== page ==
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Introducing PowerShell V2 Remoting for SQL Server

By:   |   Updated: 2011-09-06   |   Comments (1)   |   Related: More > PowerShell

Problem

 PowerShell can be used to for many SQL administrative tasks and in this tip we walk through how to run T-SQL code and admin tasks on remote servers.

Solution

Some of the PowerShell V1 and V2 cmdlets - those which include a "ComputerName" parameter - include access to remote systems, implemented using Remote Procedure Call (RPC) and Distributed COM (DCOM). If your run this code you can obtain a list of these cmdlets:

Get-Command | Where-Object {$_.CommandType -eq 'Cmdlet' -and` 
$_.Parameters.Keys -contains 'ComputerName' -and`
$_.Parameters.Keys -notcontains 'Session'}

Each cmdlet individually implements remoting, hence the implementation is not the same and has different requirements in each case.

PowerShell V2 comes with a new and consistent remoting technology, based on the WinRM service. PowerShell will execute your code in a separate session that runs on the remote system and returns the results to the calling system. Every cmdlet can be run remotely.

Prerequisites for PowerShell Remoting

As already mentioned, you'll need PowerShell V2 to benefit from the remoting feature. Check the PowerShell version you're currently running using the $psversiontable variable

PowerShell V2 remoting is based on the functionality offered by the WinRM service, which has to be "up and running".

By default PowerShell Remoting uses Kerberos authentication. However with additional configuration regarding "TrustedHosts" you can use it in a workgroup environment. Please refer to the guide I recommend in the "Next Steps" section for details on the additional configuration you'll need. I've run the examples form this tip in a domain environment.

You'll need no preparation on the "client" machine you use.  However, on any computer you want to make accessible from other machines, you'll need to run Enable-PSRemoting. Enable-PSRemoting runs the Set-WSManQuickConfig cmdlet, which will:

  • start the WinRM service
  • set the startup type on the WinRM service to Automatic
  • create a listener to accept requests on any IP address
  • enable a firewall exception for WS-Management communications
  • enable all registered Windows PowerShell session configurations to receive instructions from a remote computer.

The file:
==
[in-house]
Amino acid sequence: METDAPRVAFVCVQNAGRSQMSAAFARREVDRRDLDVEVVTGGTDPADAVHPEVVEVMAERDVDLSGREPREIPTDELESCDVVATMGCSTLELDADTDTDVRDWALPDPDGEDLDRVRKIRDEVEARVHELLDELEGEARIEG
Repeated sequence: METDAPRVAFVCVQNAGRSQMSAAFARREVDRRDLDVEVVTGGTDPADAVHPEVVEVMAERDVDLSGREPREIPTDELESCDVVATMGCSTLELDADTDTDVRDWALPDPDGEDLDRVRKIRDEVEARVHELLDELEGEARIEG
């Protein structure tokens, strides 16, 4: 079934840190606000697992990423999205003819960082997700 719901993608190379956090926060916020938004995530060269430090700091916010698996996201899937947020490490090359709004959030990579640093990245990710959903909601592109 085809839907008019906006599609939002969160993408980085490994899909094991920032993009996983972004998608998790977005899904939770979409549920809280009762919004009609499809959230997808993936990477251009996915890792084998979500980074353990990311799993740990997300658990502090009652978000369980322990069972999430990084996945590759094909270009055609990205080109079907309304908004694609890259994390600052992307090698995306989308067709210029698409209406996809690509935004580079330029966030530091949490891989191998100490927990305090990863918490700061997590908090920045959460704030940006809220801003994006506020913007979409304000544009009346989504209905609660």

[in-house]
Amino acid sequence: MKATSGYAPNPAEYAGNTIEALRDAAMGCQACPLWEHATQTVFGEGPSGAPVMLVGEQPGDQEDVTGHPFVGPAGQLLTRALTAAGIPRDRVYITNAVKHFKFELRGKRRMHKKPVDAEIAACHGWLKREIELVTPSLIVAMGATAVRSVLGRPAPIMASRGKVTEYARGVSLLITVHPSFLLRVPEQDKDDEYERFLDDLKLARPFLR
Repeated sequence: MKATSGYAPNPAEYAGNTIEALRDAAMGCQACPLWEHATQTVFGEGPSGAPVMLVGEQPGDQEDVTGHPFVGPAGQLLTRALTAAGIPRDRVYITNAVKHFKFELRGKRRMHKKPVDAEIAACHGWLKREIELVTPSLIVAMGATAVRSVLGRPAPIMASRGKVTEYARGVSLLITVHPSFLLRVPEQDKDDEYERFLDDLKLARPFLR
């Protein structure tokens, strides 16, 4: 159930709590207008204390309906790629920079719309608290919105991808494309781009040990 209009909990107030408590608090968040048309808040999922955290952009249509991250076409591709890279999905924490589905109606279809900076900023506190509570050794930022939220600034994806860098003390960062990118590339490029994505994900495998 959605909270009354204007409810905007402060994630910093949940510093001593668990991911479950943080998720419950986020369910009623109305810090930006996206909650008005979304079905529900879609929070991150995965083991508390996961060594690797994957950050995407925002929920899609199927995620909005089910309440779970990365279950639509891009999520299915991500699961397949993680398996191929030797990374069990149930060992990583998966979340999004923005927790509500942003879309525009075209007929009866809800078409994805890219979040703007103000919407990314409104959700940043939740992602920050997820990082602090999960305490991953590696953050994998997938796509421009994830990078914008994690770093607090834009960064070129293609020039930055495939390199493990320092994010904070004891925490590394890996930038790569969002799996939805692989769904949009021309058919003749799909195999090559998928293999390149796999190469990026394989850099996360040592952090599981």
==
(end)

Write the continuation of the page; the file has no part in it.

By default you'll be prompted before making the changes, unless you run the cmdlet with the -Force parameter.

Enable PS Remoting

You will want to run Enable-PSRemoting from an elevated process - i.e. start Powrshell in the "run as admin" mode. Otherwise you'll receive an "access denied" error message.

Sessions

PowerShell remoting enables you to create sessions locally as well as on a remote machine. Many times you'll need only temporary access to the target. In this case you'll use Invoke-Command with the -ComputerName parameter. PowerShell will create a temporary connection that is used only to run the specified command and is then closed. If you need to establish persistent sessions, don't forget about the best practices described in the admin guide mentioned in the "Next Step" section.

WSMan configurations

If you run Get-PSDrive on your PowerShell V2 installation you'll notice in the list the WSman drive:

WSman

This drive contains the settings that the remoting currently uses. By default, it uses HTTP as transport protocol (using port 5985), accepts only Kerberos authentication and allows a maximum of 5 remote shells per user. Please refer to the admin guide if you need to change these default settings.

Example

Let's try to run a classical piece of TSQL code from Books Online against another machine in my domain. I'll use Invoke-Command and Invoke-Sqlcmd to run the piece of code against another computer in the domain.

On the target machine I've already run Enable-PSRemoting. In order to be able to use Invoke-Sqlcmd I need to do one more step. Even if I load the SQL Server snapins every time I start a PowerShell session locally, Invoke-Sqlcmd won't be recognized as a cmdlet when I try to use it against the target from a remote machine. I need to register a named session configuration on the target. This configuration will use a startup script that loads the SQL snapins.